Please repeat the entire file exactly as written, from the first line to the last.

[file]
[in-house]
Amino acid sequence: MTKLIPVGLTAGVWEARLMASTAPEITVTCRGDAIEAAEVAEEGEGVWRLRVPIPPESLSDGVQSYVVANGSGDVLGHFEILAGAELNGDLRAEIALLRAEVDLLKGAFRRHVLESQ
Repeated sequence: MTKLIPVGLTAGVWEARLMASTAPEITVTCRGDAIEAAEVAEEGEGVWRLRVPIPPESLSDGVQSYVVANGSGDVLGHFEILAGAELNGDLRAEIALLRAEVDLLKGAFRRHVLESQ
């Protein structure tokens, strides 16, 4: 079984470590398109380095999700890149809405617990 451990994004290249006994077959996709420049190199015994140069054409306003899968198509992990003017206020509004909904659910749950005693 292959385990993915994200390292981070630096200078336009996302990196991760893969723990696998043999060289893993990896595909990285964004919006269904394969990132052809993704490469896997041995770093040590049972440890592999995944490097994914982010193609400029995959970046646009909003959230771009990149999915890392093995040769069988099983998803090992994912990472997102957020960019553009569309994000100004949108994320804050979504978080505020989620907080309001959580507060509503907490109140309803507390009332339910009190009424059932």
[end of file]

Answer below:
[in-house]
Amino acid sequence: MTKLIPVGLTAGVWEARLMASTAPEITVTCRGDAIEAAEVAEEGEGVWRLRVPIPPESLSDGVQSYVVANGSGDVLGHFEILAGAELNGDLRAEIALLRAEVDLLKGAFRRHVLESQ
Repeated sequence: MTKLIPVGLTAGVWEARLMASTAPEITVTCRGDAIEAAEVAEEGEGVWRLRVPIPPESLSDGVQSYVVANGSGDVLGHFEILAGAELNGDLRAEIALLRAEVDLLKGAFRRHVLESQ
């Protein structure tokens, strides 16, 4: 079984470590398109380095999700890149809405617990 451990994004290249006994077959996709420049190199015994140069054409306003899968198509992990003017206020509004909904659910749950005693 292959385990993915994200390292981070630096200078336009996302990196991760893969723990696998043999060289893993990896595909990285964004919006269904394969990132052809993704490469896997041995770093040590049972440890592999995944490097994914982010193609400029995959970046646009909003959230771009990149999915890392093995040769069988099983998803090992994912990472997102957020960019553009569309994000100004949108994320804050979504978080505020989620907080309001959580507060509503907490109140309803507390009332339910009190009424059932």